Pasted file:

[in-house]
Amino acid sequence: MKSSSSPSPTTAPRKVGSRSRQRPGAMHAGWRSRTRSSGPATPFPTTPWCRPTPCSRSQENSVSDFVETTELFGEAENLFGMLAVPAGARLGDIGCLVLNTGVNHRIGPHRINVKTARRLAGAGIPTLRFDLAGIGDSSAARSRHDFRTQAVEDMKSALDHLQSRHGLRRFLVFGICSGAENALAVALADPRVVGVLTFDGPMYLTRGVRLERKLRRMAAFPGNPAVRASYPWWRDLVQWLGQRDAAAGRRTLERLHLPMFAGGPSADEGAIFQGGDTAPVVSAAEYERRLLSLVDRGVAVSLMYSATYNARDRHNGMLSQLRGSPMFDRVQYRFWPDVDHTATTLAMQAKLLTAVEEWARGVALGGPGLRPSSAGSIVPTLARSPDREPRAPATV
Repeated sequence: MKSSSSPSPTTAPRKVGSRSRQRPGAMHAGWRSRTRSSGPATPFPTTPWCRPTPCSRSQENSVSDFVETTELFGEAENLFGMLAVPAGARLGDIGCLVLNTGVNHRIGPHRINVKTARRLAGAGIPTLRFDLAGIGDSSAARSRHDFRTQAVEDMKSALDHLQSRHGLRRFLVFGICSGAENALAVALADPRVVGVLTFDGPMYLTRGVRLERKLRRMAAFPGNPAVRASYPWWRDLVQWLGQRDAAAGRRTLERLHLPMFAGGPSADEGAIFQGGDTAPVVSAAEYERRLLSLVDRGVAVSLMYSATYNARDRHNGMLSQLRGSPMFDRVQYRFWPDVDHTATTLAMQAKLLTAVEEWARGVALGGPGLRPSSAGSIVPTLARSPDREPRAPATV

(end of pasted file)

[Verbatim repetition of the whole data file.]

[in-house]
Amino acid sequence: MKSSSSPSPTTAPRKVGSRSRQRPGAMHAGWRSRTRSSGPATPFPTTPWCRPTPCSRSQENSVSDFVETTELFGEAENLFGMLAVPAGARLGDIGCLVLNTGVNHRIGPHRINVKTARRLAGAGIPTLRFDLAGIGDSSAARSRHDFRTQAVEDMKSALDHLQSRHGLRRFLVFGICSGAENALAVALADPRVVGVLTFDGPMYLTRGVRLERKLRRMAAFPGNPAVRASYPWWRDLVQWLGQRDAAAGRRTLERLHLPMFAGGPSADEGAIFQGGDTAPVVSAAEYERRLLSLVDRGVAVSLMYSATYNARDRHNGMLSQLRGSPMFDRVQYRFWPDVDHTATTLAMQAKLLTAVEEWARGVALGGPGLRPSSAGSIVPTLARSPDREPRAPATV
Repeated sequence: MKSSSSPSPTTAPRKVGSRSRQRPGAMHAGWRSRTRSSGPATPFPTTPWCRPTPCSRSQENSVSDFVETTELFGEAENLFGMLAVPAGARLGDIGCLVLNTGVNHRIGPHRINVKTARRLAGAGIPTLRFDLAGIGDSSAARSRHDFRTQAVEDMKSALDHLQSRHGLRRFLVFGICSGAENALAVALADPRVVGVLTFDGPMYLTRGVRLERKLRRMAAFPGNPAVRASYPWWRDLVQWLGQRDAAAGRRTLERLHLPMFAGGPSADEGAIFQGGDTAPVVSAAEYERRLLSLVDRGVAVSLMYSATYNARDRHNGMLSQLRGSPMFDRVQYRFWPDVDHTATTLAMQAKLLTAVEEWARGVALGGPGLRPSSAGSIVPTLARSPDREPRAPATV